Unseen Denver is a romance. Not a typical romance between two people but a gritty love between my hometown and the people who live within her. A story told through photographs as we have traveled through her. These pictures contain much less than a well shot skyline, and are more like the wall behind a family snapshot. Taken mostly with our phones’ cameras, these images are the unseen aspects of beauty in this city — the freckles beneath your shirt.
Though most of the posted pictures are of graffiti, this web site is not just about that particular art form. The unfair majority is due to our appreciation for irony and our respect for the art. There is more to the city than her skyline and it’s decoration.
Think about this site the next time you’re walking your dog in Highland after work, or when you’re wandering the bars in LoDo. Perhaps something will catch your eye as you leave a record store on Colfax, or on your way to Queen Soopers. When this happens, take a picture of that piece of the city.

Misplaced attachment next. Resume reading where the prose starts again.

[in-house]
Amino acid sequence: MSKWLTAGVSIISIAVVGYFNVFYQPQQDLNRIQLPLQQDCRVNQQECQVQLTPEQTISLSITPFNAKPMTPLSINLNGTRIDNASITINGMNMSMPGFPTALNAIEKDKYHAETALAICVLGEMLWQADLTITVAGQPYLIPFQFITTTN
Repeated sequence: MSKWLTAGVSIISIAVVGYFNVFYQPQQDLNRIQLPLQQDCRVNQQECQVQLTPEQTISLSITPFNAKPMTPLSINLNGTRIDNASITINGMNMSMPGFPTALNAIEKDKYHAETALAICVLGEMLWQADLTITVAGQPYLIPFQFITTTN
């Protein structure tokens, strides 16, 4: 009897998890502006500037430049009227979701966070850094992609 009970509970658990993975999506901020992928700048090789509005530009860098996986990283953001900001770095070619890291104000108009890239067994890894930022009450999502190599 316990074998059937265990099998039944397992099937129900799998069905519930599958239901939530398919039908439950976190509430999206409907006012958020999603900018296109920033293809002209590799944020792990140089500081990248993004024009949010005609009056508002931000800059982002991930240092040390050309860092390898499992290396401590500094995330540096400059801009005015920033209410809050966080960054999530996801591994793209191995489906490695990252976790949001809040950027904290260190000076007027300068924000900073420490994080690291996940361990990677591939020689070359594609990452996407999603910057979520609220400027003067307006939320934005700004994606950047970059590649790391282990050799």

In regards to Love: The majority of the earliest of this collection say “Love.” Unseen Denver started when a handful of friends embraced their love for this city and then began to find it written everywhere they went. Together, we spent the summer of 2009 rediscovering Denver and with your help, we look forward to finding more.
Do you have a picture of Unseen Denver? Please click here to submit your photos.
Ignite Denver 8 | Independent and Unlawful:
The Unseen Denver guide to autonomy, mischief and art in the Mile High City
By April Gosling
If I had a camera, I would’ve caught that
homeless man modeling his jacket to the other
gentleman on the corner. The way he spun
with his arms out, the leather fringe ensnaring
his body. His smile. As he shrugged it off.
Folded and replaced it in his Colorado Rockies
duffle like tomorrow might be new again.
This morning. A hobo asked me for advice
as I walked the dog up the alley. Behind
him, someone had spray-painted a peace symbol
in the O of a NO PARKING sign. We talked
about commitment while he scratched the dog’s
head; both of them looking at me. “What do you
think I should do,” he asked. The first thing
to do is show up, I replied.
“They said to call at six. I called. I’m running
out of change. Y’know? Sister?”
For months, we’ve run
through this city. Taking
pictures of graffiti.
Following love around.